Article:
“Often we forget that forgiveness is for us and not the offender. Forgiveness in no way condones cruelty or unkind treatment. Forgiveness gives us back peace of mind.” — Fred Luskin
We’ve all heard the phrase “forgive and forget.” Probably too many times if we’re honest with ourselves. Perhaps we’ve thought about it before. Maybe we’ve come to the conclusion that forgiveness is to let the other person move on so that we can do the same. Maybe we haven’t thought about it at all. Regardless, it’s a phrase that holds some value to it.
Like Luskin says, forgiveness isn’t for the offender. It’s for the person forgiving. The truth is, forgiveness is simply saying “you no longer occupy my mind rent free.” Forgiveness also isn’t saying that the other person was right or that you agree with them. It doesn’t morally justify their actions. It doesn’t mean that they’re a better person than you. It simply means that you’re no longer holding onto them.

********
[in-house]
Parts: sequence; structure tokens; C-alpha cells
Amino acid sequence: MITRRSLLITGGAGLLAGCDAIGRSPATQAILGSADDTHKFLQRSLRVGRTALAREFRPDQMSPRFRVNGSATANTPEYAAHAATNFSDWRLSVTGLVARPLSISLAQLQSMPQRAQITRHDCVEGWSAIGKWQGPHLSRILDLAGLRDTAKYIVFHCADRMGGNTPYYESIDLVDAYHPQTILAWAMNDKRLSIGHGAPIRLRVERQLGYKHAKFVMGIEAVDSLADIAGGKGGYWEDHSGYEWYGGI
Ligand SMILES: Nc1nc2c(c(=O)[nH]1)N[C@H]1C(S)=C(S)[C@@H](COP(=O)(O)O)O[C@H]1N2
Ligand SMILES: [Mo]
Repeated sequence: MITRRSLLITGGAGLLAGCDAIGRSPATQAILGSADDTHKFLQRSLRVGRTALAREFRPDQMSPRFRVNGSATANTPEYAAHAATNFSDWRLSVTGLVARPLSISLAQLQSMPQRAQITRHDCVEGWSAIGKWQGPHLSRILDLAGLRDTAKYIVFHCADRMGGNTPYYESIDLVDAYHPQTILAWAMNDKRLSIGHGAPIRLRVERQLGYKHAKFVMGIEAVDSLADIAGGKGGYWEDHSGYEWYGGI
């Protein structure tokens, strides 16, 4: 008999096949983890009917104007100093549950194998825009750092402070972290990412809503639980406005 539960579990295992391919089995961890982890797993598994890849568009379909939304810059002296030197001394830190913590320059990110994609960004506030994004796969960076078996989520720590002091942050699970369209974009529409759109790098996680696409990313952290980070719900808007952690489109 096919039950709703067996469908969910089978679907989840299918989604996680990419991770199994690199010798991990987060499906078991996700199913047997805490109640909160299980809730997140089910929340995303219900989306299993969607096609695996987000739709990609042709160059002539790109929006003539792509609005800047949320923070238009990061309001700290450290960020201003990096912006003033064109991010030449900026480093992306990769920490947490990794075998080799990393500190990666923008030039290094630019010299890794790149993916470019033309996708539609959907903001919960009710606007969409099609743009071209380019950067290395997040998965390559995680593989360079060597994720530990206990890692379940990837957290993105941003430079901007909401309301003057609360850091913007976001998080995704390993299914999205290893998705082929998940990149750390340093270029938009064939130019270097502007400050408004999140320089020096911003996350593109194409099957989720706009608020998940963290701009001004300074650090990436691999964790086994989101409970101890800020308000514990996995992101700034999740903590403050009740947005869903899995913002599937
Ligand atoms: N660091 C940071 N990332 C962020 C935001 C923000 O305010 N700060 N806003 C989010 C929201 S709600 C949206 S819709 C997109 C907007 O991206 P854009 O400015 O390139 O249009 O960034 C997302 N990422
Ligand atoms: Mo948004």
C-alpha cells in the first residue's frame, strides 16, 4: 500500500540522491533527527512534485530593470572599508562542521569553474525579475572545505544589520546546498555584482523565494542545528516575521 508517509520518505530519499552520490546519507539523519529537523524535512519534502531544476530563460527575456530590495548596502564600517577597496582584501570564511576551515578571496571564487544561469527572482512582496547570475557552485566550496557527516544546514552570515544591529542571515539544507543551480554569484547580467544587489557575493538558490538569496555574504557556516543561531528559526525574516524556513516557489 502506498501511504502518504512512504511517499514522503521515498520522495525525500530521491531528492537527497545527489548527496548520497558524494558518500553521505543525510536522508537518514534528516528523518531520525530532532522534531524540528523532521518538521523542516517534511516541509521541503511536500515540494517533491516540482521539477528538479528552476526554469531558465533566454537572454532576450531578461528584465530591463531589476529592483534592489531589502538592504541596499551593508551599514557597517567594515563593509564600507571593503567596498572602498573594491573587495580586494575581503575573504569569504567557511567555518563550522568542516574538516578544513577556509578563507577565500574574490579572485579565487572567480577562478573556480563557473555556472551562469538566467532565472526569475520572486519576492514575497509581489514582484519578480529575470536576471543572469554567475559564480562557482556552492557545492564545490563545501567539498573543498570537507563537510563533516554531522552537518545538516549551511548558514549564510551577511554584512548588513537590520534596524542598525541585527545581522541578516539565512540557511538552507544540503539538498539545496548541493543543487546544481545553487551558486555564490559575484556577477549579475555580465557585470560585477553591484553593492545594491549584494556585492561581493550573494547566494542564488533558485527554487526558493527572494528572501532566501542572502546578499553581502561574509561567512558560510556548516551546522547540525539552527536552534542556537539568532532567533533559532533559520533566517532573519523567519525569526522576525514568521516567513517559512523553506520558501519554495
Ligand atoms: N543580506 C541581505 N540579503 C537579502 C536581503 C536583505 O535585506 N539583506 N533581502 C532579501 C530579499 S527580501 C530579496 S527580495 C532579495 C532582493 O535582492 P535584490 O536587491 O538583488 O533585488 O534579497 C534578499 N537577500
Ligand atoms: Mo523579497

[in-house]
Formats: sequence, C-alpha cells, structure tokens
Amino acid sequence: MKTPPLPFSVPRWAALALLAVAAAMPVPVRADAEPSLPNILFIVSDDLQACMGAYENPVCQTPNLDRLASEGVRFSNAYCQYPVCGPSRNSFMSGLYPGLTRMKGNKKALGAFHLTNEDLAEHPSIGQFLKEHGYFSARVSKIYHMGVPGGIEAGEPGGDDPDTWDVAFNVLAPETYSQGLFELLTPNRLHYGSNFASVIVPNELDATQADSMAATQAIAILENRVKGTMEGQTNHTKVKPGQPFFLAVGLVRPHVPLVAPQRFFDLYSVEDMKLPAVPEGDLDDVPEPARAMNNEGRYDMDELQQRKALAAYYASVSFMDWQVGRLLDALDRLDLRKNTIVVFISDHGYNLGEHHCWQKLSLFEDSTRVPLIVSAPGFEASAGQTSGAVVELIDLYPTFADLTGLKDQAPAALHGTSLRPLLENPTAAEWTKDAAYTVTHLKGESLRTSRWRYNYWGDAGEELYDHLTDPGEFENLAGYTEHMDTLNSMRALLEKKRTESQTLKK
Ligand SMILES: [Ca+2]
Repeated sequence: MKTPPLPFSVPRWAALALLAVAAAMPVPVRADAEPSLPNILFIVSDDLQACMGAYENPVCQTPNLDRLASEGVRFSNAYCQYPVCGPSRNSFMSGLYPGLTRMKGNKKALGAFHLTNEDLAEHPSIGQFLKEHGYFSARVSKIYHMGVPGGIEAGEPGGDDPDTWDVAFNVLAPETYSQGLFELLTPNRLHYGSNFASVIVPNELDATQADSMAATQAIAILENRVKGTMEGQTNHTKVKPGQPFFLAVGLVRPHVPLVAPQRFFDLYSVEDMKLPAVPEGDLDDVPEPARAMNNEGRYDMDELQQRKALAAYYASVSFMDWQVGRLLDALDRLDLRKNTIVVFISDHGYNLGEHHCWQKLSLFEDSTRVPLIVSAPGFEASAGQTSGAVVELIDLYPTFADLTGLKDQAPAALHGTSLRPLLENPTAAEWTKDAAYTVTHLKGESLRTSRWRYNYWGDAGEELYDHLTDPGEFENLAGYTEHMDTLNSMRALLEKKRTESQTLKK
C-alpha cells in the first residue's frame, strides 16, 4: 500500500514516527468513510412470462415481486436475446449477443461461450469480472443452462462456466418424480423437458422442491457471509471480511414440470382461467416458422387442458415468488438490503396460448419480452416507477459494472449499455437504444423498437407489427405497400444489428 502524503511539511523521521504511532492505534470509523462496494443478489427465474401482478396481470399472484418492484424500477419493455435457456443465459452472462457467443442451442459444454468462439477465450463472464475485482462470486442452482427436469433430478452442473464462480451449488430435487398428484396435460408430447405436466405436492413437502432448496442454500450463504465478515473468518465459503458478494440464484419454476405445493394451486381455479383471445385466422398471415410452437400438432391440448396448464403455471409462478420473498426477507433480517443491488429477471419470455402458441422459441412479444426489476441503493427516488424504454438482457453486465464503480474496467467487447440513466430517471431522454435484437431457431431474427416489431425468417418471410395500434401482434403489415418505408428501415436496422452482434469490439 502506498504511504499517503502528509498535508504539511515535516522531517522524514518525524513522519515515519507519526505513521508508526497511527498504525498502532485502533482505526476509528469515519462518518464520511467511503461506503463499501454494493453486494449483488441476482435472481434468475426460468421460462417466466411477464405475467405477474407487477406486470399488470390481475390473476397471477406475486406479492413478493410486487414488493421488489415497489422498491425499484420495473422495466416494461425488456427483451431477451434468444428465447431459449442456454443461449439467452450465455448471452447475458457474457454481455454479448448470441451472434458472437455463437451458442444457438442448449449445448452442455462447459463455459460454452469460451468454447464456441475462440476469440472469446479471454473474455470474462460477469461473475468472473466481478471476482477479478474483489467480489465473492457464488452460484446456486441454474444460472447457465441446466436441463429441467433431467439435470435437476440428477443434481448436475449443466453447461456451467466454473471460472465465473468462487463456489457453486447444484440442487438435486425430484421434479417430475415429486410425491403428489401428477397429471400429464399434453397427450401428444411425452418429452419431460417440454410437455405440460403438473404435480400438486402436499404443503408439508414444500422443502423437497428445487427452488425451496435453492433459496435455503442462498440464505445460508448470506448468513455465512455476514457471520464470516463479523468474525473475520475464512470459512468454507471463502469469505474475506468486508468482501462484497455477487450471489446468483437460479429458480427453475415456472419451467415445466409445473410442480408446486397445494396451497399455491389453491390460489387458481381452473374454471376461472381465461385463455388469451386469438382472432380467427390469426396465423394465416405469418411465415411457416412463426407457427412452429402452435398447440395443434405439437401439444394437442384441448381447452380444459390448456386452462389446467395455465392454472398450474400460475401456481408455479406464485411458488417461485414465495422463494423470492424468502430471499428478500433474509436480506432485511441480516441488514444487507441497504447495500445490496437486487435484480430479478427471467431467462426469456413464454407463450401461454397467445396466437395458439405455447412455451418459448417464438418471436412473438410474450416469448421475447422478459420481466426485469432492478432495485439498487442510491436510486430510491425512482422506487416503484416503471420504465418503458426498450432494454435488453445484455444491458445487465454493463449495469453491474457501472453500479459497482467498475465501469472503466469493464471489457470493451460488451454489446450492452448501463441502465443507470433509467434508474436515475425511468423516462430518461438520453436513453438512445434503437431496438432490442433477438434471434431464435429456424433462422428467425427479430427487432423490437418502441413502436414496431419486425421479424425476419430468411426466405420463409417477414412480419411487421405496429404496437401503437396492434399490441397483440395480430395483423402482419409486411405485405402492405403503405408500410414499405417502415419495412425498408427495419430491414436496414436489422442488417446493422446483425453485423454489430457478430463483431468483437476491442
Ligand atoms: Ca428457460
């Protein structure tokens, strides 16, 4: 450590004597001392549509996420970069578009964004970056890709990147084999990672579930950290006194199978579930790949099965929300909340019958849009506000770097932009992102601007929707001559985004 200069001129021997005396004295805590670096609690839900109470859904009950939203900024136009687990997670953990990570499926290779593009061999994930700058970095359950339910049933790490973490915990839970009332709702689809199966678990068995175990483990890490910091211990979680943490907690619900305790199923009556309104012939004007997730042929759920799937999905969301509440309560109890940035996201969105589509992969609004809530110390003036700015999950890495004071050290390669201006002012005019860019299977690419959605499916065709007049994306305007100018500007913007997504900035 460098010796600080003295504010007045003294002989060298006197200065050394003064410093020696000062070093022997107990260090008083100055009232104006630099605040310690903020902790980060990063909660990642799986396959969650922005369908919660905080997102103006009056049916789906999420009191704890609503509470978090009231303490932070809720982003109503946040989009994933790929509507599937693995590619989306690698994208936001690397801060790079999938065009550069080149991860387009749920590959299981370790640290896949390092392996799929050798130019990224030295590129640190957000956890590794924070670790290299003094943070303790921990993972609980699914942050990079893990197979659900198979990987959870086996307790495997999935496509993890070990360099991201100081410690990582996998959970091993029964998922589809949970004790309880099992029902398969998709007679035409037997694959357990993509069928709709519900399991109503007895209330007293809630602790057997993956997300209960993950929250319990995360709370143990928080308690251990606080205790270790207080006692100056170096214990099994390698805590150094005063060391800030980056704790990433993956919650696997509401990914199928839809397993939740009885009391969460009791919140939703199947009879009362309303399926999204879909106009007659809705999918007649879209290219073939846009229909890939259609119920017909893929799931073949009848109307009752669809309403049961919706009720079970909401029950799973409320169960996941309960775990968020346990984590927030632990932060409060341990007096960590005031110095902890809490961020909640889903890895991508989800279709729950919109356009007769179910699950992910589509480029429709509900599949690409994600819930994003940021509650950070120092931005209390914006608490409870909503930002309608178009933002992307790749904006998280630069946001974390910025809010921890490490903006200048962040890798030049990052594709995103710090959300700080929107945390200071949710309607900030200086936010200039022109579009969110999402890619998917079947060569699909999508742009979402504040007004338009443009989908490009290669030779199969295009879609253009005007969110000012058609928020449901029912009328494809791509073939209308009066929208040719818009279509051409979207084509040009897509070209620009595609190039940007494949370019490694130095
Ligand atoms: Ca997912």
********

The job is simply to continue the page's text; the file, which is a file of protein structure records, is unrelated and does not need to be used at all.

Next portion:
It’s important to hold onto the idea that forgiveness is to help us, not justify the other person. Without it, we fall into depression and… well, dark times. This kind of grudge is the kind that kills. I know that today’s post is short, but it’s because it holds an important message that shouldn’t be lost in an excess of words.
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